Reflections on the new-look Stonebow House

Glass windows showing nearby buildings reflected

Reflections, Stonebow House, 20 June 2018

Over the years we’ve spent a lot of time looking at Stonebow House. Since its recent remodelling, as well as looking at it we can look through it, from one side to the other. Or look at it and see it reflecting buildings around it, in a way it didn’t do before. Or both together.

Varied reflections and a view through

Through Stonebow House, view of St Saviourgate, April 2018

There’s a man on St Saviourgate, by one of the taxis parked at the taxi rank, looking through from his side as I took the photo from the other side, standing on Stonebow. The glass also reflects nearby pedestrians on Stonebow, and to the right, part of the telephone exchange and the newer build and cranes in the Hungate area down the road.

At some point this space on the ground floor will be fitted out and filled, maybe has been since I was last up there. I was hanging on and holding back this update until the building’s remodelling looked finished, but as things seem to have stalled in terms of the completion and occupation of the ground floor I thought I’d report on it anyway. Mainly because of the pleasing reflections that it now offers from the expanses of ground floor glass it didn’t have before.

Concrete and glass, and reflections

Stonebow House and its reflections, 14 July 2018

I felt I needed to see something pleasing in the new-look Stonebow House, as on the negative side of things it does mean, as previously mentioned here on these pages, that the ordinary public now can’t nip up onto the walkway and the car park deck to take photos of the surrounding changing scene.

Another quite pleasing thing is the retention of the tree, a healthy looking whitebeam. As I mentioned some months back, there had been an application to fell the tree, to make landscaping easier at this end of the site. There were objections, and the application was later withdrawn, so the tree remains, and looked handsome this spring, despite the unfinished look of the area around it.

Stonebow House, with retained tree, April 2018

Stonebow House, with retained tree, April 2018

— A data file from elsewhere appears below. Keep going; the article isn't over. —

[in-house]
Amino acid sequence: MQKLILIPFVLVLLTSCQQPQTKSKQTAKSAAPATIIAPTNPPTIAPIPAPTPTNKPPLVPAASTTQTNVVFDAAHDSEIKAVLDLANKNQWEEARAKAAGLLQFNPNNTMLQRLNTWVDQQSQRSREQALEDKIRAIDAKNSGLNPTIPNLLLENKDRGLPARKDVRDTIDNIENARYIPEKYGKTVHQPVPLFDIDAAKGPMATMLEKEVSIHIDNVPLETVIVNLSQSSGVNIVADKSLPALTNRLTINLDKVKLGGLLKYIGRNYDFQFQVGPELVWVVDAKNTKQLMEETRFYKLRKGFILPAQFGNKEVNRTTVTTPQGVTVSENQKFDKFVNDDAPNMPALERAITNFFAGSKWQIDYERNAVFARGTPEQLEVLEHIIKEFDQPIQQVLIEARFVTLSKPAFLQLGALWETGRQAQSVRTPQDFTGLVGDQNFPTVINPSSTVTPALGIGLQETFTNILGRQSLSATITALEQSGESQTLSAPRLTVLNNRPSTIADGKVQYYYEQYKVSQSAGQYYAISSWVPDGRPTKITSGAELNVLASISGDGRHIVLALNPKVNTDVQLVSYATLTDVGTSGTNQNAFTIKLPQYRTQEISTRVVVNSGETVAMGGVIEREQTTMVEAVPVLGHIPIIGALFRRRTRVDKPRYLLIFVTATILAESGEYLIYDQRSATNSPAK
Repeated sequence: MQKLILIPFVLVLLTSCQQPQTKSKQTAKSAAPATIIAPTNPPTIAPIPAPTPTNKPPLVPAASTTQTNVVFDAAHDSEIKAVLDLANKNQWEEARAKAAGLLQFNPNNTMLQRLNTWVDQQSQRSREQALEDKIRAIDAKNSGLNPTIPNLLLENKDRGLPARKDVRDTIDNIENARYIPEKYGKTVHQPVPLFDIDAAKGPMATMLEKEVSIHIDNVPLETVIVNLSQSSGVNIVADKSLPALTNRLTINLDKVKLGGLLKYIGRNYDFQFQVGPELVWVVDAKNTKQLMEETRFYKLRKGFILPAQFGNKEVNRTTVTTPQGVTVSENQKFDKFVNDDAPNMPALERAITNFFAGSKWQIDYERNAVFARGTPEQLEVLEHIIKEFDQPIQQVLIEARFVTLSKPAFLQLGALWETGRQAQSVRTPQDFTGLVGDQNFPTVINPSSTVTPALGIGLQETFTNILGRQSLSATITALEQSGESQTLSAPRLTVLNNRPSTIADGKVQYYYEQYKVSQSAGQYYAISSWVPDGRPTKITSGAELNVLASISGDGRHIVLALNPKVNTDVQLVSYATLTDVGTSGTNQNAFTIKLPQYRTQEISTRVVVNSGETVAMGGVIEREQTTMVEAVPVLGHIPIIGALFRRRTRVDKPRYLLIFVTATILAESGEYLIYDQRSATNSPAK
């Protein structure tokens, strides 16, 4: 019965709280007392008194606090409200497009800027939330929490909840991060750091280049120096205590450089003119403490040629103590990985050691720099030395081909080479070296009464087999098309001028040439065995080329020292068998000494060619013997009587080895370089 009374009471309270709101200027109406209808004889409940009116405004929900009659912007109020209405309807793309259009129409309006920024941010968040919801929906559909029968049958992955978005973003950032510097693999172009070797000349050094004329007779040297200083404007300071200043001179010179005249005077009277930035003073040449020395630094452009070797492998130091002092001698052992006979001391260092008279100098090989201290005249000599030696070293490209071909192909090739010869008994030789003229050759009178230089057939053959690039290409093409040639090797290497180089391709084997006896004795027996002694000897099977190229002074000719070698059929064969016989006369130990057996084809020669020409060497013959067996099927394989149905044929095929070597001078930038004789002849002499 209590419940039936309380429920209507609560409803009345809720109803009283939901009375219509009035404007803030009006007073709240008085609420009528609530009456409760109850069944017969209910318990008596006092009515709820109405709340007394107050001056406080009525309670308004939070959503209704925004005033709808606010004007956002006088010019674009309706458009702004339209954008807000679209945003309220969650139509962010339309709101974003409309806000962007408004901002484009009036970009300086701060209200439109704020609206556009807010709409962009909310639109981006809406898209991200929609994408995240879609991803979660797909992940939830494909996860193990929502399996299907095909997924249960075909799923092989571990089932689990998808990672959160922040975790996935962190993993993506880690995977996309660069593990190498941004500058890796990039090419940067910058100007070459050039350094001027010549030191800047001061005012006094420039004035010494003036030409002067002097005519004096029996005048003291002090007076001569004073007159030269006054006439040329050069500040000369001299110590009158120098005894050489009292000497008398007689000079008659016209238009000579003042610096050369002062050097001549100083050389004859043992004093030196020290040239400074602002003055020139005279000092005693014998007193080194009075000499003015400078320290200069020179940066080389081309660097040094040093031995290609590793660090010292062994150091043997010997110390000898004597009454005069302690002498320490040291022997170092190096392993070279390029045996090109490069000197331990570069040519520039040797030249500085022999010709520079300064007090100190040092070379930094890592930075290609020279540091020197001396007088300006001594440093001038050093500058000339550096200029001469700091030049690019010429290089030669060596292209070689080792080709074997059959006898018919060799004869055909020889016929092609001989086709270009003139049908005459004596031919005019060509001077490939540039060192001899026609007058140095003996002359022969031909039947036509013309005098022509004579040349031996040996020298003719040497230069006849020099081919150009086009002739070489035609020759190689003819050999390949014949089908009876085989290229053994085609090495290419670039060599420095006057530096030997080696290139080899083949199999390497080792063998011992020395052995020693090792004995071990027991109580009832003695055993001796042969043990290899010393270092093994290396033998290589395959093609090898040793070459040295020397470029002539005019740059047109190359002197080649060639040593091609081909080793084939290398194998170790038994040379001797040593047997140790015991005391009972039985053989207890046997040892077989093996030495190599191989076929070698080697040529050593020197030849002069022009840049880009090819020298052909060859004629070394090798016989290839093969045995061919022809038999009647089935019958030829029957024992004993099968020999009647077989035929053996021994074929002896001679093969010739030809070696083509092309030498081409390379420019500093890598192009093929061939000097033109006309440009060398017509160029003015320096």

Up above the glassy sides of the lower level the former office block of grey concrete has become an apartment block of concrete with brown panels added.

Stonebow House, residential block, 27 May 2018

Stonebow House, residential block, 27 May 2018

Balconies too. Balconies on Stonebow House, who’d have thought it.

Stonebow House from St Saviourgate, 20 June 2018

Stonebow House from St Saviourgate, 20 June 2018

I wasn’t offended by the old-style building and have no particular view on this change on the upper parts. A while back I asked on Twitter what people thought, and had an interesting range of responses. (Thanks to everyone who answered.)

The way the place has changed at ground level is really interesting, not just in terms of the novelty of being able to see through from St Saviourgate to Stonebow and vice versa, but particularly in the corner where the concrete steps used to be.

Stonebow House view, evening, 27 May 2018

Stonebow House view, evening, 27 May 2018

The transformation here is striking. The opening up of it, so that it is more overlooked and visible from various angles. There are bike racks here now. Some in use, which suggests that this area by the Stonebow is seen as as a safer and friendlier spot than it perhaps seemed before.

New bike racks, and reflections, corner of Stonebow House, 20 June 2018

New bike racks, and reflections, corner of Stonebow House, 20 June 2018

From a concrete-covered corner to a brighter place, with bikes.